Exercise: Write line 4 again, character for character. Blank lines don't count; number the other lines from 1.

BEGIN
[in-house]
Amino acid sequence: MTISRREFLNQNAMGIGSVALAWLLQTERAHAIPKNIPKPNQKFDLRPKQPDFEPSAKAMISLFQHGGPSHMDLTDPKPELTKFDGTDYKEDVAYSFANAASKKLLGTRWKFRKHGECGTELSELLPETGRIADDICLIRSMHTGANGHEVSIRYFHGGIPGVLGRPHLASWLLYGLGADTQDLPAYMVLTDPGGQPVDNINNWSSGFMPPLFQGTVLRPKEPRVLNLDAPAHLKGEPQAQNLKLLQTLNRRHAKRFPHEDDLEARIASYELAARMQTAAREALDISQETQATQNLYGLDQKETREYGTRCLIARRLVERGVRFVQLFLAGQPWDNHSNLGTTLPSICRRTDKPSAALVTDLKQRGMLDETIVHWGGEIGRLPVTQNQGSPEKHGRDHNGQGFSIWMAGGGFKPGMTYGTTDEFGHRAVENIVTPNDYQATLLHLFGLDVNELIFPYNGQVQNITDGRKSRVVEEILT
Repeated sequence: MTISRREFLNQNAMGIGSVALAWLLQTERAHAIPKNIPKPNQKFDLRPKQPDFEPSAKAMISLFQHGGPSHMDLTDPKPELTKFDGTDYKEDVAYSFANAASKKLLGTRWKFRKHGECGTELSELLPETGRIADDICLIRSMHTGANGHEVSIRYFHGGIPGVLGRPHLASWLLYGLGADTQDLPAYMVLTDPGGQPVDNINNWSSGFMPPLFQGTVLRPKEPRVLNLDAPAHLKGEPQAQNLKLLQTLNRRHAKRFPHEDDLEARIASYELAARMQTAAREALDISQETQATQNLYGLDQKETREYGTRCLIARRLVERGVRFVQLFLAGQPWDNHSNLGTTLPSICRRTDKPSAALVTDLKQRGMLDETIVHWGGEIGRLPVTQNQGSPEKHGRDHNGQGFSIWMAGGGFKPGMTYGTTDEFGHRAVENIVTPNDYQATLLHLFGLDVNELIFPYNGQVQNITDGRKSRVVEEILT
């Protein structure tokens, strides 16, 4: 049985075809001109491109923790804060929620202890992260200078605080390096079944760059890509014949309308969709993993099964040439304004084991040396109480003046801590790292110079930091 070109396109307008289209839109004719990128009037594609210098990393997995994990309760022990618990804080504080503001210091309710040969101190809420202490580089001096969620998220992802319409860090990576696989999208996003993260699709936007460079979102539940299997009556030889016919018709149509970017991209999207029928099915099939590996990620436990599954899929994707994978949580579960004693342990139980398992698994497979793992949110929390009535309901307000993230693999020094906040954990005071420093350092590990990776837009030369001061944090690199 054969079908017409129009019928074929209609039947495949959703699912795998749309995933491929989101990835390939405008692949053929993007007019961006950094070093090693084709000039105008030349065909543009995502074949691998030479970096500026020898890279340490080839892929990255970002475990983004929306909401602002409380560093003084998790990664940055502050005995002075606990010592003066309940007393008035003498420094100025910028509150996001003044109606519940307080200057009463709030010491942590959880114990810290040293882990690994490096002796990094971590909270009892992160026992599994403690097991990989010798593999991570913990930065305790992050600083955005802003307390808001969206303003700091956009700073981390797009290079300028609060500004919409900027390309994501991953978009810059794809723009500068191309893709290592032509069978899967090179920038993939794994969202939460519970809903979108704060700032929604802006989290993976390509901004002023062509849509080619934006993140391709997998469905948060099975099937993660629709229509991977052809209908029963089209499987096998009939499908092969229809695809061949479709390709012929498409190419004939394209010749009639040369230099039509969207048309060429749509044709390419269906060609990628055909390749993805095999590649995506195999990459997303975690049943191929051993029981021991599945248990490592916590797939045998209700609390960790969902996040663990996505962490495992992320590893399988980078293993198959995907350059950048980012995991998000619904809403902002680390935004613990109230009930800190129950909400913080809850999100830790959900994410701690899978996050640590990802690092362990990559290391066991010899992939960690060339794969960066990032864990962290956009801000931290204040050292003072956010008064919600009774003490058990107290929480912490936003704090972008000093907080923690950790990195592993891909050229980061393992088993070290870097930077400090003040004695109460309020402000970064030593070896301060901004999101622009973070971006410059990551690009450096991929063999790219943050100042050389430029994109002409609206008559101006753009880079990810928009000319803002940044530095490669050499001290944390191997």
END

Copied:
């Protein structure tokens, strides 16, 4: 049985075809001109491109923790804060929620202890992260200078605080390096079944760059890509014949309308969709993993099964040439304004084991040396109480003046801590790292110079930091 070109396109307008289209839109004719990128009037594609210098990393997995994990309760022990618990804080504080503001210091309710040969101190809420202490580089001096969620998220992802319409860090990576696989999208996003993260699709936007460079979102539940299997009556030889016919018709149509970017991209999207029928099915099939590996990620436990599954899929994707994978949580579960004693342990139980398992698994497979793992949110929390009535309901307000993230693999020094906040954990005071420093350092590990990776837009030369001061944090690199 054969079908017409129009019928074929209609039947495949959703699912795998749309995933491929989101990835390939405008692949053929993007007019961006950094070093090693084709000039105008030349065909543009995502074949691998030479970096500026020898890279340490080839892929990255970002475990983004929306909401602002409380560093003084998790990664940055502050005995002075606990010592003066309940007393008035003498420094100025910028509150996001003044109606519940307080200057009463709030010491942590959880114990810290040293882990690994490096002796990094971590909270009892992160026992599994403690097991990989010798593999991570913990930065305790992050600083955005802003307390808001969206303003700091956009700073981390797009290079300028609060500004919409900027390309994501991953978009810059794809723009500068191309893709290592032509069978899967090179920038993939794994969202939460519970809903979108704060700032929604802006989290993976390509901004002023062509849509080619934006993140391709997998469905948060099975099937993660629709229509991977052809209908029963089209499987096998009939499908092969229809695809061949479709390709012929498409190419004939394209010749009639040369230099039509969207048309060429749509044709390419269906060609990628055909390749993805095999590649995506195999990459997303975690049943191929051993029981021991599945248990490592916590797939045998209700609390960790969902996040663990996505962490495992992320590893399988980078293993198959995907350059950048980012995991998000619904809403902002680390935004613990109230009930800190129950909400913080809850999100830790959900994410701690899978996050640590990802690092362990990559290391066991010899992939960690060339794969960066990032864990962290956009801000931290204040050292003072956010008064919600009774003490058990107290929480912490936003704090972008000093907080923690950790990195592993891909050229980061393992088993070290870097930077400090003040004695109460309020402000970064030593070896301060901004999101622009973070971006410059990551690009450096991929063999790219943050100042050389430029994109002409609206008559101006753009880079990810928009000319803002940044530095490669050499001290944390191997």